• 3B Chone Figgins, Mariners – Okay, we’ve all been burned by Figgins in the past but he seems to have figured something out here in the early goings of 2012. He’s 8-for-24 with three runs, four RBI and a stolen base and working on outfield eligibility with five games played already due to the Mike Carp injury. He’s 21.6% owned in ESPN leagues, 34% owned in Yahoo! leagues and 42% owned in CBS leagues. Tread wisely, my friends. Tread wisely.
  • RP Hector Santiago, White Sox – So, guess who’s emerged as the White Sox closer? Yep, not Matt Thornton. Santiago has recorded two saves so far and will likely keep the job until he proves unworthy. He’s only owned in 29.8% of ESPN leagues, 54% of Yahoo! leagues and 54% of CBS leagues. If you’re the “trolling for saves on waivers” type, give Santiago a look.
  • RP Jonathan Broxton, Royals – Broxton recorded his first save as the Royals closer by striking out the side. Both positive signs if you are still looking for saves. He’s owned in 59% of ESPN leagues, 63% of Yahoo! leagues and 63% of CBS leagues.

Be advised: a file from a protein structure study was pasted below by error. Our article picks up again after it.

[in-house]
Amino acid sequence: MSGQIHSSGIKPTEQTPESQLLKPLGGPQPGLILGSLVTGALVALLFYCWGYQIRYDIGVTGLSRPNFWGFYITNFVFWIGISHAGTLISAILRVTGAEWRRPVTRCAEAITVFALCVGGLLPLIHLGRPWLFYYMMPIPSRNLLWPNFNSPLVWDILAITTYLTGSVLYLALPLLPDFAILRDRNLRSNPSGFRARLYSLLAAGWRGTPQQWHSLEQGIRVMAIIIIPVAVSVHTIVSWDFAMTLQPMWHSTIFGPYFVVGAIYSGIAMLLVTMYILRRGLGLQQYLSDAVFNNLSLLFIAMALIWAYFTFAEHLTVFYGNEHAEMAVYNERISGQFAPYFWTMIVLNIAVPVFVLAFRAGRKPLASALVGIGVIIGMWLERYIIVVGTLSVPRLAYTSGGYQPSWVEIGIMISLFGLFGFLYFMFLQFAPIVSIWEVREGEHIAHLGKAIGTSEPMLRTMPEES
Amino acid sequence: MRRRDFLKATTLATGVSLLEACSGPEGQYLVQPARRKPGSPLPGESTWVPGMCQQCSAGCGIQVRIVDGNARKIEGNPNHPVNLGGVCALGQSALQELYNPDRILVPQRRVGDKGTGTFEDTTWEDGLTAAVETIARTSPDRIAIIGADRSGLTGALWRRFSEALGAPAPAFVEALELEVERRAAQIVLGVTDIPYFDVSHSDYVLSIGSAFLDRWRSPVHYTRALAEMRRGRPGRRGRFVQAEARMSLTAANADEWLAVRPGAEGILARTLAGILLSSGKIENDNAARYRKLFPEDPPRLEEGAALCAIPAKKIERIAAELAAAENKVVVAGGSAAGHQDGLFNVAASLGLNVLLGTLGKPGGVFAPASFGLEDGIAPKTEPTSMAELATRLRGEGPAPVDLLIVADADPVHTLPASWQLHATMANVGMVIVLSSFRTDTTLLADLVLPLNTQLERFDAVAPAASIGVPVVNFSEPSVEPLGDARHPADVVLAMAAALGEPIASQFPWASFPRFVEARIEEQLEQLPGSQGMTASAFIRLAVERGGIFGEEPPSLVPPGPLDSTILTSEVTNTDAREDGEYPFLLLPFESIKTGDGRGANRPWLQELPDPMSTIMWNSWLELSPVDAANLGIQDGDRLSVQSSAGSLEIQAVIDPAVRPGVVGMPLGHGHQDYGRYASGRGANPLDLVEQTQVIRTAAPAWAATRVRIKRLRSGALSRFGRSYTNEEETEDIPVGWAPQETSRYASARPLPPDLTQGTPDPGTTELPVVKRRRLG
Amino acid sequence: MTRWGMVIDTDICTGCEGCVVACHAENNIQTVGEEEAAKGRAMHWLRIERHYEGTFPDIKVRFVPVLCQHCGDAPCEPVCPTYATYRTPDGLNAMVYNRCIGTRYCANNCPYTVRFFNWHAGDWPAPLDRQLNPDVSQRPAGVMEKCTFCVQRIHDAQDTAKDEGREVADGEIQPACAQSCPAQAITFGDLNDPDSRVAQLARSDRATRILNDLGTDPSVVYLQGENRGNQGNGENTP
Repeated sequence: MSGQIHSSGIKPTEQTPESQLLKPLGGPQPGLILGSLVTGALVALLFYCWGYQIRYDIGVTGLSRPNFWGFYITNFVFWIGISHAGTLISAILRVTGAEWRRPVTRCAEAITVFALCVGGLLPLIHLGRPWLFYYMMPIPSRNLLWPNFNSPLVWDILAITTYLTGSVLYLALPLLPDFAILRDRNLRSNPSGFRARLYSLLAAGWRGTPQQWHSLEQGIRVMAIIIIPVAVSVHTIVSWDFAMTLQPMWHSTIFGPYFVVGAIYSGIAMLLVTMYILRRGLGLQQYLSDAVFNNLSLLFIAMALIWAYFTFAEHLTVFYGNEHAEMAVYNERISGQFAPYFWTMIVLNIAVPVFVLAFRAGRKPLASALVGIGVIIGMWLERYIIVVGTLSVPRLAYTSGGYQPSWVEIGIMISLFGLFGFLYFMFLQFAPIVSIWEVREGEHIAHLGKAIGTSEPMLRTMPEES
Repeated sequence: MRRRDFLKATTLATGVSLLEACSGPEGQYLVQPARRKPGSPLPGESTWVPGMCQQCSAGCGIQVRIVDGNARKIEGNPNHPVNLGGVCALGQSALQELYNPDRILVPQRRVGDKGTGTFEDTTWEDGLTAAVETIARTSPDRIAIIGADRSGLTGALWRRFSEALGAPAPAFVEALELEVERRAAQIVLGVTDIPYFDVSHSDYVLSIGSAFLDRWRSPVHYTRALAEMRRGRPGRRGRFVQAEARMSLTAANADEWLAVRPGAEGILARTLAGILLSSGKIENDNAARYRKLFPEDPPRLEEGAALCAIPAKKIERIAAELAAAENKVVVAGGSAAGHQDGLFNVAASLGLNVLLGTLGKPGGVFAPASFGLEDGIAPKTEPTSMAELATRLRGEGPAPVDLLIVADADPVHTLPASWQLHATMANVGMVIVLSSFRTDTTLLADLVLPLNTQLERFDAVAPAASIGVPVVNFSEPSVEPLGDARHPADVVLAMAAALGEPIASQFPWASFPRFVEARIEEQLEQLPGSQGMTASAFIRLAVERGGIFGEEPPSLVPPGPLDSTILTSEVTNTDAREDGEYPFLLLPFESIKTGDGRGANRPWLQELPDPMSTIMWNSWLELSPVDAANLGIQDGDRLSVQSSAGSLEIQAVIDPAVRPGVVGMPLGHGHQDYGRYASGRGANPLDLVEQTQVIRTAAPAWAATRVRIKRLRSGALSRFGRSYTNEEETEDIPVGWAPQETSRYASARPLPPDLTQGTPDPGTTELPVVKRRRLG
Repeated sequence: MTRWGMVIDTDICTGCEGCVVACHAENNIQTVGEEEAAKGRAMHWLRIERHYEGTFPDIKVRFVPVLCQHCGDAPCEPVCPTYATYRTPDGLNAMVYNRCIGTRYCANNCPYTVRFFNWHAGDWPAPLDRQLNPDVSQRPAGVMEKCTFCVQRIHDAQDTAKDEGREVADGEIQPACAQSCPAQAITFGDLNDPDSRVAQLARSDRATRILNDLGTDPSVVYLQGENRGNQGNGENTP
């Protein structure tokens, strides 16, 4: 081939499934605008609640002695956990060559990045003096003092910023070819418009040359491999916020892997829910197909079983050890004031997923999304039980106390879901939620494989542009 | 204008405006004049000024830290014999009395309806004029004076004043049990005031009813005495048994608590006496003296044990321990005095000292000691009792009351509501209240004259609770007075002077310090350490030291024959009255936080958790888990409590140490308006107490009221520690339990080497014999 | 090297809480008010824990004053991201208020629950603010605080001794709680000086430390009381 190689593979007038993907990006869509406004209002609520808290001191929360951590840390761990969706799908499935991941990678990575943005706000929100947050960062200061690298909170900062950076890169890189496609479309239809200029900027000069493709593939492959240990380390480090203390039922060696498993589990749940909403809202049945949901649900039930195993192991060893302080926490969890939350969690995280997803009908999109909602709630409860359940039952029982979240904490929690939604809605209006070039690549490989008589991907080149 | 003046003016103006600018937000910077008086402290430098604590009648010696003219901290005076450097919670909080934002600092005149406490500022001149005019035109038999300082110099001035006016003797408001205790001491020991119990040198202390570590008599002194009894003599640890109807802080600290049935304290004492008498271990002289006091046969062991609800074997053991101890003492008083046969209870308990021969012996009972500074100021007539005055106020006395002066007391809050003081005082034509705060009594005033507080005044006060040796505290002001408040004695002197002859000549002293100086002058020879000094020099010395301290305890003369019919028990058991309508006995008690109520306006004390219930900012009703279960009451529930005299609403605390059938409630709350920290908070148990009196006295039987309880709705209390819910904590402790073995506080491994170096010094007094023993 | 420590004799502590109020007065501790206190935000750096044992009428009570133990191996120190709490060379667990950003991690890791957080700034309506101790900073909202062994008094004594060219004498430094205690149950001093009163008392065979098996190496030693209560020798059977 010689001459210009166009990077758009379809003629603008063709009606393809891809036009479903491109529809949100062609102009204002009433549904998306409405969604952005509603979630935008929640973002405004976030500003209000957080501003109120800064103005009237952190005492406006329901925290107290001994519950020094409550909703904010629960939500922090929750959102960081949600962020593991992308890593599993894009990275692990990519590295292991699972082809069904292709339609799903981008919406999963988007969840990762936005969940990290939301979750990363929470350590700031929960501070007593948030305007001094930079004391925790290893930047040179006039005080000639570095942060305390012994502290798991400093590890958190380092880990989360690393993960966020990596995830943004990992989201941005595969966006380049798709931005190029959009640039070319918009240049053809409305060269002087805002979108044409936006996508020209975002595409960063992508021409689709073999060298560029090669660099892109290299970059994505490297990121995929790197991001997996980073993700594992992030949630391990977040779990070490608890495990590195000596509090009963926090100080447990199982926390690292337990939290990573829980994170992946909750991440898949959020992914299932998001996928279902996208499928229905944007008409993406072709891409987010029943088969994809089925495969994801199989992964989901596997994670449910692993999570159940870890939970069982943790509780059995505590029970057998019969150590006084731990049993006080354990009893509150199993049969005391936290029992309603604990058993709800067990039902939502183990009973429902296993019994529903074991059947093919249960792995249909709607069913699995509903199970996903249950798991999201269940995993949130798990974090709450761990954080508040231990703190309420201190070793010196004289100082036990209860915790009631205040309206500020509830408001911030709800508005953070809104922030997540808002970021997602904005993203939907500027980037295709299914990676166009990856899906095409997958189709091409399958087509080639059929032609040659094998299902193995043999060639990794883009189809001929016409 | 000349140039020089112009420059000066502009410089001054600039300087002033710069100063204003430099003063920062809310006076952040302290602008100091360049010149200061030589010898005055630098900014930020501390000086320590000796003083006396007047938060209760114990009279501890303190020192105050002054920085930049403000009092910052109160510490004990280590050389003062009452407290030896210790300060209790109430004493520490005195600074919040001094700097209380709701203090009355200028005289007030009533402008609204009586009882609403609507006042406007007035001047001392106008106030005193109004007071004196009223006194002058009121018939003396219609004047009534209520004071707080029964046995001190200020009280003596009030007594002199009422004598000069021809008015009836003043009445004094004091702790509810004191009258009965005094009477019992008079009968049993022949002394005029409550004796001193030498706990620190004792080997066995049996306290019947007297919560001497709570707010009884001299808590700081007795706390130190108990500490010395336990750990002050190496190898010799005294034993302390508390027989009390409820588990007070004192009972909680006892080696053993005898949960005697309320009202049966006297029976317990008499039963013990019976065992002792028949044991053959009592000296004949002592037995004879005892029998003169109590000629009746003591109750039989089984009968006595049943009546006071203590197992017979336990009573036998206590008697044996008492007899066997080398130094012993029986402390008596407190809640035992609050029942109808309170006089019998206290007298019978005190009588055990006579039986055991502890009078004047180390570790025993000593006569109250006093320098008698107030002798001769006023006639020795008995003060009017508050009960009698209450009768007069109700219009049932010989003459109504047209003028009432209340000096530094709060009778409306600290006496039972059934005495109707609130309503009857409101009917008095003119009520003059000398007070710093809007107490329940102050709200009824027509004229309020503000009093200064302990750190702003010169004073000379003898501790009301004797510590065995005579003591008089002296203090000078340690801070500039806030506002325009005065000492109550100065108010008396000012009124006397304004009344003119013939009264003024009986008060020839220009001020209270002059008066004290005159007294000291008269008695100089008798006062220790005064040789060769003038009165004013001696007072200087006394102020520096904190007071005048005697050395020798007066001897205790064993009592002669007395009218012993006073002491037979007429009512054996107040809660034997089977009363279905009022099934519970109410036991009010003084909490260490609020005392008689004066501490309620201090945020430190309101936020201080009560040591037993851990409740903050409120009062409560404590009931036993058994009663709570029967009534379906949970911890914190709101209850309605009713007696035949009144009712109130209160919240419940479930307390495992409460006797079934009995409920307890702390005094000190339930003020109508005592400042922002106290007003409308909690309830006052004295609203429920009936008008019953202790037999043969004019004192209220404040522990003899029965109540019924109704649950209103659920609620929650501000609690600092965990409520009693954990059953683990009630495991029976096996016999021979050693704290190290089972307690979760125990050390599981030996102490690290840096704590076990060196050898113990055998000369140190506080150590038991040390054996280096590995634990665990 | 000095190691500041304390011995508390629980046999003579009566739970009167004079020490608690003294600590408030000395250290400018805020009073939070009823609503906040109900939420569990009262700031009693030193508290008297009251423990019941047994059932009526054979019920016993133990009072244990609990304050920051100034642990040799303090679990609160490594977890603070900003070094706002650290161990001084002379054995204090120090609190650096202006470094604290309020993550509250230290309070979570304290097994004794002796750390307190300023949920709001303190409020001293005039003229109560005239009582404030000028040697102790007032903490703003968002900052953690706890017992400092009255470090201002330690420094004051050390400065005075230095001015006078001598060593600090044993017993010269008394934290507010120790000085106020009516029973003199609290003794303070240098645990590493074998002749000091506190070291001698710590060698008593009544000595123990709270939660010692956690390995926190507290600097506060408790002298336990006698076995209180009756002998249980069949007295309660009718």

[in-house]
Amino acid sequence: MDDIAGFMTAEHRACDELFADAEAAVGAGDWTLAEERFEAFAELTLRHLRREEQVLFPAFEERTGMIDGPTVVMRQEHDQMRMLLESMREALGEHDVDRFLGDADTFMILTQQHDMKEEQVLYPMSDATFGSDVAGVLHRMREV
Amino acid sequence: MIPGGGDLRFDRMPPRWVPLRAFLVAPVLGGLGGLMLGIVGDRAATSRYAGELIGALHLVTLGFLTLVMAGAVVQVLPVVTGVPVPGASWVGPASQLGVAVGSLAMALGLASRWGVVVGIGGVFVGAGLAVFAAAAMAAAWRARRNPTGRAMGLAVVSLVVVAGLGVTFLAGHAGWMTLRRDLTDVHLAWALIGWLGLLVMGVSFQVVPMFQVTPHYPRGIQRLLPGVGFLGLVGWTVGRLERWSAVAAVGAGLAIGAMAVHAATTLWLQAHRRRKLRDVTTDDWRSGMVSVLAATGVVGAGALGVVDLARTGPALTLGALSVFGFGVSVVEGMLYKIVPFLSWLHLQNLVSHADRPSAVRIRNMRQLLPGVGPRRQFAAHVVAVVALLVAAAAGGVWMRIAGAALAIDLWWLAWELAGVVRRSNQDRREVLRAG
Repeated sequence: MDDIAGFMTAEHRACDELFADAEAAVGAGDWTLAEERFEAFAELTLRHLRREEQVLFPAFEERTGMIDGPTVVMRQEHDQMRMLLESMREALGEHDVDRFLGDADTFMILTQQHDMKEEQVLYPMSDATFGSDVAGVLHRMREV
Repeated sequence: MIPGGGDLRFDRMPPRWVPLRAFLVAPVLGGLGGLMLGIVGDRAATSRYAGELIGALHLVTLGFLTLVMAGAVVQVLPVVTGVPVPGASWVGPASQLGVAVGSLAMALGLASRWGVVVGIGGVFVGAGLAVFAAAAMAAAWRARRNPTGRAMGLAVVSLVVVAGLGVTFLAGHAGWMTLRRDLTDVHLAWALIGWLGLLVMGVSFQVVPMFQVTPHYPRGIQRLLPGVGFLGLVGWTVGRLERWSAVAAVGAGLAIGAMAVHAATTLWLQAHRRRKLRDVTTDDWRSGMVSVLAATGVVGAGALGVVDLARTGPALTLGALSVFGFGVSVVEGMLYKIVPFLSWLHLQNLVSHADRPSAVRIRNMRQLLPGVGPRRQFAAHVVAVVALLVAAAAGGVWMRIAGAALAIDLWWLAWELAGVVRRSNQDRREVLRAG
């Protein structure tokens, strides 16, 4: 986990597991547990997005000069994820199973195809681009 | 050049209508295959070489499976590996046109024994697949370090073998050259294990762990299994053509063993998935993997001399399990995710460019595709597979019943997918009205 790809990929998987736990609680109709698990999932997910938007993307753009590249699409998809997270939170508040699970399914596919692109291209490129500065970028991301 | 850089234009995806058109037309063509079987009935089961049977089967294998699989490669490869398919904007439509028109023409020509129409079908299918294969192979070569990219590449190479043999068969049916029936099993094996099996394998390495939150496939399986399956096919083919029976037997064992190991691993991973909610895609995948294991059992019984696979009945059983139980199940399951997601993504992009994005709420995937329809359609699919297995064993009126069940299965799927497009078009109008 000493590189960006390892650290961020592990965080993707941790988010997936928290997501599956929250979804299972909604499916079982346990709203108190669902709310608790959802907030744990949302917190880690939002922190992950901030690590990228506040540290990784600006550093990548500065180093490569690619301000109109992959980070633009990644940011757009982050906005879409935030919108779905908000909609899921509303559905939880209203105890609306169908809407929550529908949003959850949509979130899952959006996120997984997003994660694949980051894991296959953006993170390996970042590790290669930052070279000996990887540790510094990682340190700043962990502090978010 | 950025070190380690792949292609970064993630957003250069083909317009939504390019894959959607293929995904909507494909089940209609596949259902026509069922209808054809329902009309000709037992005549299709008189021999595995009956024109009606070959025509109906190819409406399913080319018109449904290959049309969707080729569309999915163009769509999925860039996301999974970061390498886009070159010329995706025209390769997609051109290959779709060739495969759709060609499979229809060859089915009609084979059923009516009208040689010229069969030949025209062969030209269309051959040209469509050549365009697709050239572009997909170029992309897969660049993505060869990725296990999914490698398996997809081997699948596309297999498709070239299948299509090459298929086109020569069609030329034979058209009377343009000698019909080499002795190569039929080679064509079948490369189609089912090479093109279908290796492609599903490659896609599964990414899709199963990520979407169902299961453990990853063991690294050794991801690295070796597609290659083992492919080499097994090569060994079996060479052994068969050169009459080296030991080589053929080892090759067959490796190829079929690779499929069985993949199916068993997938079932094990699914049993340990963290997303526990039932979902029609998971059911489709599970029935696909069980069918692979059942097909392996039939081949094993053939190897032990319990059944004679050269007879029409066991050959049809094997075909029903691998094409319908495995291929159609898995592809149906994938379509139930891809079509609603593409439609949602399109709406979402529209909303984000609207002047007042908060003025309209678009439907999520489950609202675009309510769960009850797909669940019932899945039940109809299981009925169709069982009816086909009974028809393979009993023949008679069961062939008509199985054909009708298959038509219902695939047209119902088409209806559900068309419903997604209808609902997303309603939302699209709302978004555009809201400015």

• RP Fernando Rodney, Rays – Still looking for saves? Rodney has recorded two and the Rays are the kind of team that would play matchups for saves (um, closer by committee?) while Kyle Farnsworth is out. Rodney’s owned in 20.8% of ESPN leagues, 48% of  Yahoo! leagues and 47% of CBS leagues. UPDATE: Rodney just recorded a save against the Tigers is now 3-for-3 in save chances.

Again, I’m not recommending you blow up your roster to chase any of these players. These are small sample sizes but each player may provide a short-term benefit to your roster, so be sure to weigh the player being dropped, accordingly. Most are going to be useful in your deeper mixed leagues or a league-only version. Shallow leagues are already playing out as All-Star teams and, in my opinion, hardly even worth joining unless you are new to the game and are trying to get a feel for the process.